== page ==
Joseph Blotner's new biography of Faulkner ("revised," "updated," "condensed," the dust jacket proclaims) is, in the author's own words, "not just different from its predecessor of a decade ago; it is to some extent a new book." It must necessarily go through some heavy revision if it is to take a judicious measure of what has been, by all odds, the busiest ten years so far in Faulkner criticism and scholarship. Four early works appeared between Blotner's two biographies—The Marionettes, Mayday, Sanctuary (the original text), and "Helen: A Courtship" and "Mississippi Poems" (to which Blotner himself contributed an introduction). Various memoirs have appeared by members of the family; documentaries have been made; the Rowan Oak papers were discovered, and so was a journal by Faulkner's father, Murry. New letters to and from Faulkner have been published, and his stepson, Malcolm A. Franklin, has left us Bitterweeds, a reminiscence revealing and moving by turns. And, most importantly of all, perhaps, Estelle Oldham Faulkner has died, freeing the biographer to go more deeply into Faulkner's relationships with his wife and, in subsequent years, with other, much younger women.
This version, then, seems at once freer and franker. It is much more open, for instance, about Faulkner's marriage—about his wife's attempted suicide on their honeymoon, about her drinking, about her disappointment in waiting twelve years to marry him, and about the effects a drastic reduction in her material comforts had on their marriage. And there is now an important shift in focus. What emerged so poignantly in the 1974 biography was an artist who had to spend much of his energy, and untold amounts of his talent and time, worrying over making financial ends meet, fussing about his responsibilities with a much extended family, and complaining about the intrusions of popular magazines and Hollywood filmmakers on his work at the same time he used them, at some junctures shamelessly, to make room and time for his serious and more committed fiction. In this new edition, that Faulkner recedes as the man unhappy in love comes to the foreground. The treatment of Meta Carpenter Wilde, of Jean Stein, and even of Joan Williams that was missing in the earlier study is now given much of the attention it deserves, and so a fuller and clearer picture of Faulkner emerges.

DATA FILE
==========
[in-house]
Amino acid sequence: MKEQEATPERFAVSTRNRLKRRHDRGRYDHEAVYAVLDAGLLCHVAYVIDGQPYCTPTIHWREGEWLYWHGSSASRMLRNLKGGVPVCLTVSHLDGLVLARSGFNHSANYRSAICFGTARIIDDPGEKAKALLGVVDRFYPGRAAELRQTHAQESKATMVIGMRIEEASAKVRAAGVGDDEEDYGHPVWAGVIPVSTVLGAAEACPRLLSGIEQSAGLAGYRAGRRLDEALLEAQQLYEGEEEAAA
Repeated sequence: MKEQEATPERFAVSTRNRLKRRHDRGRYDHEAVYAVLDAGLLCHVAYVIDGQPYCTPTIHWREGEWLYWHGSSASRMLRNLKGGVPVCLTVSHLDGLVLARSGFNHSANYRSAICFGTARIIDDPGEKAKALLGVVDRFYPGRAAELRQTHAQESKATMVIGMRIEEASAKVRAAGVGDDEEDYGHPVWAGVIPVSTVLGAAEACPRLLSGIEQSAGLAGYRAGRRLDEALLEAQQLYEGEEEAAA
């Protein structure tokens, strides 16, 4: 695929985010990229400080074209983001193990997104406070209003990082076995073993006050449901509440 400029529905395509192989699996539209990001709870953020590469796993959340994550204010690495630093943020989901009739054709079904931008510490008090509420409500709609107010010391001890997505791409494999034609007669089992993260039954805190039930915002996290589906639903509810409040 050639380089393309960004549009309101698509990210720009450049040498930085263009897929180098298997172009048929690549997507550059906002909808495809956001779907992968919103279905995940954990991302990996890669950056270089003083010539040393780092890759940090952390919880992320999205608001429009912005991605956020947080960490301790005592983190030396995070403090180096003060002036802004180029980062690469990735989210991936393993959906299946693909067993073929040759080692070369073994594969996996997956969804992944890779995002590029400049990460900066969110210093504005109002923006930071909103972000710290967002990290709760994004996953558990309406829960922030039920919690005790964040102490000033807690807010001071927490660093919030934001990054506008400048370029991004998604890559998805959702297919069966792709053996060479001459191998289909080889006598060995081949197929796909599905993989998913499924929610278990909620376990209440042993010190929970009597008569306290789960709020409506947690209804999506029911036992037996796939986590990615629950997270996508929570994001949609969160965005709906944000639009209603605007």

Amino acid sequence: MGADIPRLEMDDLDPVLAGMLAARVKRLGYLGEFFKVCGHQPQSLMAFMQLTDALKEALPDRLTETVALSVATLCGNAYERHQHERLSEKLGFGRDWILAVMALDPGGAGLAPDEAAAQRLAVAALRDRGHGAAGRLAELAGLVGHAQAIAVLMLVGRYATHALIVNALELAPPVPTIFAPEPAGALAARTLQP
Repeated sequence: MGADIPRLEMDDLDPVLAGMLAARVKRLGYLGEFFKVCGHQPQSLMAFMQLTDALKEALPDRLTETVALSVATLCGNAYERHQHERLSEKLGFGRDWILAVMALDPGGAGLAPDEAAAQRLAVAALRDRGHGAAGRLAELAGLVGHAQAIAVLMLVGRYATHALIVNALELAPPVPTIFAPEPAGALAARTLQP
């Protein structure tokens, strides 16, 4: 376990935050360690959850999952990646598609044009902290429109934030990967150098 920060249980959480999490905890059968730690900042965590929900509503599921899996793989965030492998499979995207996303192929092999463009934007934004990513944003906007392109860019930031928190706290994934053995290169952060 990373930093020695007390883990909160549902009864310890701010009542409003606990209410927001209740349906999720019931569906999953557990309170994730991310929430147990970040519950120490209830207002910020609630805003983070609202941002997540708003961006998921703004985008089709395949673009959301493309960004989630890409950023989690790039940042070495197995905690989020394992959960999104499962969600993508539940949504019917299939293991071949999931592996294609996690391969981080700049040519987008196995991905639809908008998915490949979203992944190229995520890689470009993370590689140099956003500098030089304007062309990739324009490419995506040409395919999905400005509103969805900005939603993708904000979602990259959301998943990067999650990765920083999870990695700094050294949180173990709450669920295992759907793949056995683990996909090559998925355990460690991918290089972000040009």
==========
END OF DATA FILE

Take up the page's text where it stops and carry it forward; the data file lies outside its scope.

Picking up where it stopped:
But this recent biography is not so different from its predecessor as the Foreword might lead us to believe. The heavily documented ancestry of Faulkner is condensed in the new life, but the clutter of fact is still present on every page. Blotner's biographical method is to provide a documentation of details that, in their slow accumulation, will provide the best and most reliable portrait. For many readers there will still be the problem of selection, of seeing in this account what emerge as the major figures in the Faulknerian carpet. And despite occasional disclaimers, the account is still largely tied to chronology: it remains the basic arrangement. As for his accounting of Faulkner's various affairs, Blotner is perhaps most disappointing in his presentation of Meta Carpenter (who went unacknowledged in the first biography); here he relies solely on her book, rather [End Page 411] than on fresh interviews, although she has recently said herself that this account is a faulty one. In 1974, Blotner ended his two-volume life with an extended and sometimes painful account of Faulkner's death and burial. He was himself a participant in part of the ritual as one of six pallbearers. The new biography ends similarly. It is a telling point. Blotner now, as then, is still (if more implicitly) in much of this book, and it has its effects on the tale and its telling.
Joseph W. Reed's new book, of which Faulkner is one part, is a radically different kind of study. Reed's thesis seems simple enough: by examining three roughly...